The question now is whether European policymakers are prepared to confront the contradictions in the farm program — or whether they will hide them from public view, as happened with the expunged map in 2017.
“That map said, ‘There’s a problem. Let’s look at how to solve the problem,’” said Faustine Bas-Defossez, an environmental activist who, on behalf of the European Environmental Bureau, attended the meeting at which the map was presented. “But they didn’t want to talk about it.”
NORTH BRABANT, NETHERLANDS — To assess Europe’s mounting biodiversity crisis, look to the gray partridge. If you can find one.
The chunky, shy farmland bird is what scientists call an indicator species, a sign of a healthy balance between humankind and nature. If the partridge population declined, say, 20 percent, scientists would grow alarmed.
Yet in less than three decades the partridge population in the Netherlands has fallen more than 90 percent. Britain has experienced similar declines.
Disappearing birds in the Netherlands
Farming subsidies were
introduced in 1962.
Populations of both species have dropped to under 2,000.
Sources: Sovon Dutch Centre for Field Ornithology, Statistics Netherlands, data provided by Dr. Ruud P.B. Foppen; Getty Images | Note: Bird populations before 1990 were estimated in 1950 and in 1975.
“We are talking about a collapse,” said Frans van Alebeek, an ecologist with BirdLife Netherlands, a wildlife protection group. “There are tipping points in ecology, where entire systems just suddenly collapse. I don’t know how much farther we can go.”
Today, European farms unfurl to the horizon like carpeting. But the vast beauty is misleading. Butterflies are vanishing and insects are dying off, threatening to unravel the food web that supports life.
Partridges were once ubiquitous, nesting in tall hedges where chicks fed on seeds and insects. But for years farmers have cleared more land to maximize profits and qualify for more subsidies, replacing hedges, flowers and tall grass with crops. The heavy use of fertilizer and pesticides has worsened soil contamination, leaving partridges and other birds without food.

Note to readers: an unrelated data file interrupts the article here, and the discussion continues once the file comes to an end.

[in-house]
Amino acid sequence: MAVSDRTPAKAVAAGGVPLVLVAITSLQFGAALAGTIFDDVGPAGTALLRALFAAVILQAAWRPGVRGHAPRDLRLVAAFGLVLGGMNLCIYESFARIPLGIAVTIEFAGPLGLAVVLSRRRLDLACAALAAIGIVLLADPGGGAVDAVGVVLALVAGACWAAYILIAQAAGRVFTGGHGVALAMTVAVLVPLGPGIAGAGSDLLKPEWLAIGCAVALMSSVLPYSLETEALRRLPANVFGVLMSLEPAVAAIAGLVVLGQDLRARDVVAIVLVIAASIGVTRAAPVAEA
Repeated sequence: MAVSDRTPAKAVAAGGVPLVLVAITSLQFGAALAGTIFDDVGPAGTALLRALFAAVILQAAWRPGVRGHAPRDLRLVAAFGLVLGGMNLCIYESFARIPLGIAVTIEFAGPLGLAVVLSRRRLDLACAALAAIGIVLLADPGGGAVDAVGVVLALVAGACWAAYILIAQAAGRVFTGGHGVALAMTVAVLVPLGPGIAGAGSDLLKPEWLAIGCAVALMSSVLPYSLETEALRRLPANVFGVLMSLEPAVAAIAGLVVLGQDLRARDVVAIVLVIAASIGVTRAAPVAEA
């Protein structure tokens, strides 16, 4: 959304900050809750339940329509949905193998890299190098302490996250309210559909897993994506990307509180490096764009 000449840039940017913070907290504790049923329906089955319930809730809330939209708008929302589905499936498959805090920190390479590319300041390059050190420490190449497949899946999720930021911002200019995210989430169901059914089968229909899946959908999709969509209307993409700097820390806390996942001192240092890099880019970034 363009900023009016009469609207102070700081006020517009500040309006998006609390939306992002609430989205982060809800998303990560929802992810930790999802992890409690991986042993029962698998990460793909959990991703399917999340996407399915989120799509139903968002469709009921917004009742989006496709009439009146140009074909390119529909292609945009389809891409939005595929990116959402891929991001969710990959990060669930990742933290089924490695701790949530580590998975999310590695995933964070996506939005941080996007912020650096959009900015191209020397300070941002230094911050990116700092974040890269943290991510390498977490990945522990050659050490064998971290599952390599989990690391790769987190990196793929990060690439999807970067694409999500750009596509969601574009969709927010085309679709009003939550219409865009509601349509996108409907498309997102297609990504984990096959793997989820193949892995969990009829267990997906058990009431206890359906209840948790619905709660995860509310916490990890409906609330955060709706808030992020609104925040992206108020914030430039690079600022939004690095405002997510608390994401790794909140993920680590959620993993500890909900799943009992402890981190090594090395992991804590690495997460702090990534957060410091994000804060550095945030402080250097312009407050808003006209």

European Union officials have known for nearly two decades about the dire consequences of agricultural policy on wildlife. In 2004, scientists released two reports that blamed farm subsidies for a decline in bird populations and “severe adverse effects on farmland biodiversity.”
Internal reports were equally gloomy. A 2004 document predicted that farmland wildlife would decline once new European Union members became eligible for subsidies. Studies have shown those predictions to be correct.
Since then, conservation efforts have repeatedly been watered down. In 2006, most European Union countries endorsed a soil bill that could have benefited wildlife. But Britain, France and Germany led a minority coalition to block it.
In 2011, the European bloc set a goal of halting and reversing species decline by 2020. To that end, European officials approved a policy requiring farmers to set aside small plots for grassland or hedges.
But under pressure from lobbyists, the law was changed to allow farmers to grow certain crops on these plots. Scientists say this loophole has gutted the policy, because farmers continued to harvest the conservation land — but European officials emphasized the policy’s potential and hailed it as a success.
“In theory, a lot has been accomplished,” said Ann van Doorn, an ecologist at Wageningen University in the Netherlands who has documented the links between farm subsidies and a decline in local bird and insect life. “In reality, it’s so disappointing.”
A few experiments offer hope.
Out in the agricultural flatlands, Mr. van Alebeek, the Dutch ecologist, is working with colleagues and local government officials to rent small portions of farmland in North Brabant, one of the most intensive farming regions in the Netherlands. They add hedges, flowers and other features.
In summer, these farms are distinguished by the colors and textures that break the monotony of row crops. In winter, the most noticeable difference is the birds. Crows, pheasants, pigeons and gulls dart across the sky or peck about the hedges.
Partridge populations on these farms have largely stabilized, Mr. van Alebeek said, while insect life has significantly increased.